Given the following data points:

P1=(x1,y1) Adjacent Data Point

P2=(x2,y2) Local Maximum

P3=(x3,y3) Adjacent Data Point

where

xi =beam number, and

yi =power.

General equation for a parabola:

y=ax2 +bx+c

Maximum occurs at: ##EQU8## Second order curve-fining equations (fit P1,P2 and P3):

y1 =ax1 2 +bx1 +c

y2 =ax2 2 +bx2 +c

y3 =ax3 2 +bx3 +c

Using Cramers' rule to solve for a and b; xmax is determined by: ##EQU9##

This is the interpolated azimuth estimate.

The output of peak interpolation block 88 of FIG. 3 is input to Kalman filtering block 90. Kalman filtering is well known in the art and is discussed at length in U.S. Pat. No. 5,095,467 which is commonly owned by the assignee, Alliant Techsystems Inc, which is hereby incorporated by reference.

The output of the Kalman filtering block 90 is the multiple target azimuth estimates which can be either stored for later transmission or transmitted to a receiver, such as a terminal or satellite.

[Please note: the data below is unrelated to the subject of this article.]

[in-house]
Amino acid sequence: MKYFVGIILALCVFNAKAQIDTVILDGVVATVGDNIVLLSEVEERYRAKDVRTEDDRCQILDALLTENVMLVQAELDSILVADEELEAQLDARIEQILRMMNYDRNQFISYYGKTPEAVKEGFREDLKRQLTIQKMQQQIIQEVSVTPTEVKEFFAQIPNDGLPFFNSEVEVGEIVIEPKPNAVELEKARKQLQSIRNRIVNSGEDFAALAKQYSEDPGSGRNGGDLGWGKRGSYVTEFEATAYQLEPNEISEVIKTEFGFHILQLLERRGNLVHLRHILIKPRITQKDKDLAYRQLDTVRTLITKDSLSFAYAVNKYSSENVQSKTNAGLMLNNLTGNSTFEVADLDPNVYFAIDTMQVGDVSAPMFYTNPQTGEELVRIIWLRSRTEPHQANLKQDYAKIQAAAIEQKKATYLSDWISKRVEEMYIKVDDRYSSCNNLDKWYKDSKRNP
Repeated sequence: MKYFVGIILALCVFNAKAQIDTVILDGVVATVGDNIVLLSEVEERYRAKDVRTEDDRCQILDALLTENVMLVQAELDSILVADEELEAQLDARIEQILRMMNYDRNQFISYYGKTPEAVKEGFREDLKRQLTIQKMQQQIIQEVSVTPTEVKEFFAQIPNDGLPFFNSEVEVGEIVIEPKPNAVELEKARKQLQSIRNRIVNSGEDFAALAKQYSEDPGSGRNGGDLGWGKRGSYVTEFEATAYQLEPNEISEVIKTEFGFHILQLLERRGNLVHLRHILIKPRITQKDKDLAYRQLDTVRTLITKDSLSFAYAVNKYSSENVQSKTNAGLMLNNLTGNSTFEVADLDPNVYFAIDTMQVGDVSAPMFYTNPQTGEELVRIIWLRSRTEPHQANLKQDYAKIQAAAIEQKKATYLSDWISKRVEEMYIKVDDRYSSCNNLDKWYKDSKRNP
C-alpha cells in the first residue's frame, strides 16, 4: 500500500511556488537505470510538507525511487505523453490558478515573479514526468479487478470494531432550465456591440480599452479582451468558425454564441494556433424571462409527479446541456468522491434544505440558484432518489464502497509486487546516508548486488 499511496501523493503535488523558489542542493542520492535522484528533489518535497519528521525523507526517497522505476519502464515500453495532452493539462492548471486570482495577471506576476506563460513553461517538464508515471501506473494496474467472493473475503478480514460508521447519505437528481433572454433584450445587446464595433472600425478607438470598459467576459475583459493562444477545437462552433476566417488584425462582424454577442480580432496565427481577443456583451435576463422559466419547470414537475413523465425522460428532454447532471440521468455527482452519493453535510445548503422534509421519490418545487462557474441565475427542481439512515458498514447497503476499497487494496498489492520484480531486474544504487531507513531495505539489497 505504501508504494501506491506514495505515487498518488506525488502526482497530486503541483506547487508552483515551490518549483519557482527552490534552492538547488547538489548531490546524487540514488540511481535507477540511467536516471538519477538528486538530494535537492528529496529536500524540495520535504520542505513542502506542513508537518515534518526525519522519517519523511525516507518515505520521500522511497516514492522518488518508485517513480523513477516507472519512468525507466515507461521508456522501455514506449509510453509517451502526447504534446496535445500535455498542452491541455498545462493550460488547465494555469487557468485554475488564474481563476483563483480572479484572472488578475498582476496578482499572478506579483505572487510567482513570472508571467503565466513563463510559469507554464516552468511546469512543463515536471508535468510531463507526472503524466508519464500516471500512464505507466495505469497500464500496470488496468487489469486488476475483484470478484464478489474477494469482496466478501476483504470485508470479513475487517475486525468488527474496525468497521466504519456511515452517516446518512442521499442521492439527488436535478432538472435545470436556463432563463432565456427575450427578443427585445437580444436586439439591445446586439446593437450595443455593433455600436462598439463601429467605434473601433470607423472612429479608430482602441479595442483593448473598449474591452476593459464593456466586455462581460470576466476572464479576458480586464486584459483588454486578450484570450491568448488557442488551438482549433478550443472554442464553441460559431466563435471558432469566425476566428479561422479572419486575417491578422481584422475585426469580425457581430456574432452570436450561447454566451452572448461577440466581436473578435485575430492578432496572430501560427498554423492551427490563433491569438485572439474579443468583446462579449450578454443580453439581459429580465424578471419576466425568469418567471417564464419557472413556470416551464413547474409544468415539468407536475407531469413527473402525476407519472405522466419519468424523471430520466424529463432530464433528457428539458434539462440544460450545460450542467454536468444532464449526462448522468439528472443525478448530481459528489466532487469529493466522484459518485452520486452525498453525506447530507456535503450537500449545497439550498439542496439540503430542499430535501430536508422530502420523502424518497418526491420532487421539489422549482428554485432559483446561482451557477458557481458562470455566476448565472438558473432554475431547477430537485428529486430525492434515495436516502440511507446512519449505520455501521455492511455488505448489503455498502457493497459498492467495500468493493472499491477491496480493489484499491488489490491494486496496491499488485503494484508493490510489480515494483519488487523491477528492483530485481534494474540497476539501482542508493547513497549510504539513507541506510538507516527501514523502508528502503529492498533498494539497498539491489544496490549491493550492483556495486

Referring now to the classifier block 42 of FIG. 3, the digital signal output of the processor block 38 is input to the 2048 time record blocks 92 of classifier block 42. The 2048 point time record block 92 works similarly to the 256 point block 58, but gathers eight times as much data. In order to determine the class of target from its acoustic energy, much more data is required. The output of the 2048 time record block 92 is input to a M4SBH window 94, which operates as described above in connection with block 60. The output of block 94 is input to a 2048 -point FFT 96, which processes the signal as described above in connection with block 62. Because of the greater number of data points, the resulting 1024 bins are in 1/2 Hz increments. The signals of blocks 96 are input to the adaptive beamforming block 98, which also receives the output of Kalman filtering block 90. Block 98 functions similarly to block 64 above, except beamforming takes place only on target beams as determined by the output of block 90. Similarly to block 64 above, the beampower equation is solved for each target beam for the 384 predetermined frequencies. The output of the beamforming operation block 98 is one spectrum for each of the detected targets from tracker block 40.